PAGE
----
Kyra is a hardware virtual analog synthesizer by Waldorf that was released in 2019. Just as Waldorf innovated with their popular Quantum synthesizer, the Kyra is another unique offering that forges a trail of its own.
The Kyra is not a small synth and takes up a lot of desktop real estate with its full metal chassis. This casing, which includes wooden end-cheeks also resulted in a synth with a substantial amount of weight. However, it has a high-quality feel with pots that are not just securely mounted and wobble-free but also feels like they can withstand heavy use.
The main draw of the Kyra is that it is a great option for people who want the capabilities and features of a software synthesizer, but who want to go dawless. Thanks to its integrated circuit design it has the speed and power of a soft-synth, but with more reliability, stability, and speed than what is possible with some computers. The design of the Kyra also eliminates the long boot times and cooling issues of using a computer.
With 128 voice polyphony and an eight-part multi-timbral design, the Kyra is a powerhouse. Although it has a restriction of 32 voices per part, this is still more than adequate for real-world use. Waldorf has also opted for a very practical knob per function layout for the Kyra. One interesting deviation from this is the value buttons located beneath the display instead of a more traditional value pot. Speaking of the screen, it is rather small and only monochrome, but functional enough. On the rear panel of the Kyra, you'll find a headphone output, eight quarter-inch analog audio outputs and 5-pin DIN In/Out/Thru sockets along with USB2. Finally, there's a socket for the 12V external power supply and a Kensington security lock receptacle.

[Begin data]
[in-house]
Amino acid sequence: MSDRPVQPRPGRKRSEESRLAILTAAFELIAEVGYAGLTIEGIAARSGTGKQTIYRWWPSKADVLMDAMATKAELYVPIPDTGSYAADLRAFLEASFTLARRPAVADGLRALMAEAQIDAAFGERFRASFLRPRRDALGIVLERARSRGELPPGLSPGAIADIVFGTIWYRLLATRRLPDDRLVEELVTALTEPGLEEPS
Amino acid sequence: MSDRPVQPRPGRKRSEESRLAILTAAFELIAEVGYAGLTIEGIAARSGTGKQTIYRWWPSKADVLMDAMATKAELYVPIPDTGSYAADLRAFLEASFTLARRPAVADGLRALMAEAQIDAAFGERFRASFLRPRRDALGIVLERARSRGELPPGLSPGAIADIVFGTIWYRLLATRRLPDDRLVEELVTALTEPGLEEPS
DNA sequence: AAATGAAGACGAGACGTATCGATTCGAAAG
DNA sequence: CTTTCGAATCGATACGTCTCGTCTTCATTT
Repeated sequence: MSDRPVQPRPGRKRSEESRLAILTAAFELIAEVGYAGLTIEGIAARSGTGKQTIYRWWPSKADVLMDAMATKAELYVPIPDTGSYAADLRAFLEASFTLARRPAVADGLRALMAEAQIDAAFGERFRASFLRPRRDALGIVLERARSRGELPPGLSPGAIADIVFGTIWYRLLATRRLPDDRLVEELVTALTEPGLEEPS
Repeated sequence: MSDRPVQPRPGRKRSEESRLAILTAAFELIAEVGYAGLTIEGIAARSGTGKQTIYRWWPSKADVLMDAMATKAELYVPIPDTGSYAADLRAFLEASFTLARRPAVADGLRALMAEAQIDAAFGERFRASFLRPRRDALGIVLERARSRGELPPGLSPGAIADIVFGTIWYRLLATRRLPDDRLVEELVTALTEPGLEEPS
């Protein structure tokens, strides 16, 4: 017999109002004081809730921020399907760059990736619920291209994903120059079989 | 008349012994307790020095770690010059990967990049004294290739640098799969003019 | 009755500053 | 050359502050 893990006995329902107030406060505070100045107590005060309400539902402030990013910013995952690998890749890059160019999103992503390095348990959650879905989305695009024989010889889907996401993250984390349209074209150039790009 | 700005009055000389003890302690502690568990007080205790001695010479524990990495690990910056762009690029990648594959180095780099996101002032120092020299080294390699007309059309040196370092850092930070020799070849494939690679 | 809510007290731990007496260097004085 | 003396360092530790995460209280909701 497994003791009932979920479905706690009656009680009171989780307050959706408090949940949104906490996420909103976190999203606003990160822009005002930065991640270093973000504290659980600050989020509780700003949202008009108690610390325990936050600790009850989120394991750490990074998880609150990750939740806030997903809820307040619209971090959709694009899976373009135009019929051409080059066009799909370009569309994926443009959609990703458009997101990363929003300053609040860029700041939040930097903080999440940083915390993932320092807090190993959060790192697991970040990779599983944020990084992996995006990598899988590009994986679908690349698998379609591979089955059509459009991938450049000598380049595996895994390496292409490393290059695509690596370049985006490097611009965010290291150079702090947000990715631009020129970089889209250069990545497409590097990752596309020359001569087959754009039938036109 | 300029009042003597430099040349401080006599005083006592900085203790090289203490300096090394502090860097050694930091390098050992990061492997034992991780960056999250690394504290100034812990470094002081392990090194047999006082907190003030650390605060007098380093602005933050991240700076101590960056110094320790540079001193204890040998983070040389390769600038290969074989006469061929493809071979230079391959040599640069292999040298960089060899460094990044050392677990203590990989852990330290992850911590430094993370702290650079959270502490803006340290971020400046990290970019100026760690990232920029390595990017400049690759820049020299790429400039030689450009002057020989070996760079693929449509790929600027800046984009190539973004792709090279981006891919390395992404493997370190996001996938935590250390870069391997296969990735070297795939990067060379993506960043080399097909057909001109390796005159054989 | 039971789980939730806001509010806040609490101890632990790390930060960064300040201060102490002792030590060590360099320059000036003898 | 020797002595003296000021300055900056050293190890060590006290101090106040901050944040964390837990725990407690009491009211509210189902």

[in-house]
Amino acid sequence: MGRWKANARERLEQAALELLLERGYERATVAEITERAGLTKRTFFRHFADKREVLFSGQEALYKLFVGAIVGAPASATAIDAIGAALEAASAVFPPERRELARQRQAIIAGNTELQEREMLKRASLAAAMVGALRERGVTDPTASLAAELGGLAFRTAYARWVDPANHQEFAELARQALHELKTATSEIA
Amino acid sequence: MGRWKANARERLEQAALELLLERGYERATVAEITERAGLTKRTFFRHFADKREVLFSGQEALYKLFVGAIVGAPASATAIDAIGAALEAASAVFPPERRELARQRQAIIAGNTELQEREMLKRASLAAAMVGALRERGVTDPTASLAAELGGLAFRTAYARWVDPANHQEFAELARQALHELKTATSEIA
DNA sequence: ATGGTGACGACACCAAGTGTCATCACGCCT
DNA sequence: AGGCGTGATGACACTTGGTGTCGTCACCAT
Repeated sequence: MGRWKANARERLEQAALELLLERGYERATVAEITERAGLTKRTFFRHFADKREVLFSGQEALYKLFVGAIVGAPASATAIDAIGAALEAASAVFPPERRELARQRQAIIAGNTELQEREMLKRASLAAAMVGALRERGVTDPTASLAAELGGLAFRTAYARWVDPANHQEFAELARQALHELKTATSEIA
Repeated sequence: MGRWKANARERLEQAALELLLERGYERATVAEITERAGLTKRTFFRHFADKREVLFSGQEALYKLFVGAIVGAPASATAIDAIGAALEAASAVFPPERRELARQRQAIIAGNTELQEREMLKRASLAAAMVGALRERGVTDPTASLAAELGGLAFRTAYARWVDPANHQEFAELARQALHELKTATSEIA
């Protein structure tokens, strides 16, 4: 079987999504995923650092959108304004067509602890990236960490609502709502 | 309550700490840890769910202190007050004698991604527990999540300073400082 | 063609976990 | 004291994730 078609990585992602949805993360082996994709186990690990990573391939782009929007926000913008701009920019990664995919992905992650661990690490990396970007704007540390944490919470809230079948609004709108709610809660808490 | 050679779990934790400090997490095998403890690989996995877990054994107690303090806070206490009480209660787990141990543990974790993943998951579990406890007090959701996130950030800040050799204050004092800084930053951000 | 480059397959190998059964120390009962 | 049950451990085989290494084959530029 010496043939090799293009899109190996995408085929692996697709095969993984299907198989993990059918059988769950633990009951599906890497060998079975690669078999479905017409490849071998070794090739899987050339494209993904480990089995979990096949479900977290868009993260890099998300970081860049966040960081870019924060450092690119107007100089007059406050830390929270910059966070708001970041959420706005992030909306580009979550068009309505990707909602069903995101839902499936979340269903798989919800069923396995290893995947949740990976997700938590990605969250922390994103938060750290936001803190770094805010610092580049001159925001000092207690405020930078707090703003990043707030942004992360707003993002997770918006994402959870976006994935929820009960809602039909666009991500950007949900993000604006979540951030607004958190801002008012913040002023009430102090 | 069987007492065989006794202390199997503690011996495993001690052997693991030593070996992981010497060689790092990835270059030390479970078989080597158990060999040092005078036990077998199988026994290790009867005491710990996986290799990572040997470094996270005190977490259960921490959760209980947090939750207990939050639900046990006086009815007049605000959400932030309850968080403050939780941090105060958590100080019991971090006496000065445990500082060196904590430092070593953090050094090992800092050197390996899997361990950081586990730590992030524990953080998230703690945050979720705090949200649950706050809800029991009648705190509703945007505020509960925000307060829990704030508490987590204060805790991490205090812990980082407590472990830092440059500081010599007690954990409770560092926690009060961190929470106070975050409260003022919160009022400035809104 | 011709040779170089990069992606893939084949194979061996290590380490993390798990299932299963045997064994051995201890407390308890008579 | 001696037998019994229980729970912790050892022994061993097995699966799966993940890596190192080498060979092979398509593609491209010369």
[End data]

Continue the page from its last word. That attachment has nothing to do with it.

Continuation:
In terms of sound, the Kyra sounds great and has the type of clarity and sharpness one would expect from a synth in its price range. This synth has an abundance of wavetable components, but thankfully Waldorf has neatly organized them all into categories for ease of use. Single and dual filter operations can be selected with a choice of six different filter types on offer. Its sound is also further rounded out by three envelope generators as well as three LFOs. With an entire alphabet of sound banks that includes everything from recreations of classics to all kinds of new sounds, the Kyra has more to offer than anything else in its class. Adding one to your line-up requires deep pockets and the fact that it is a virtual analog synth instead of the real deal might deter some users. However, take the time to explore what it can do and you'll find a simple, yet elegant synthesizer that is capable of powerful things.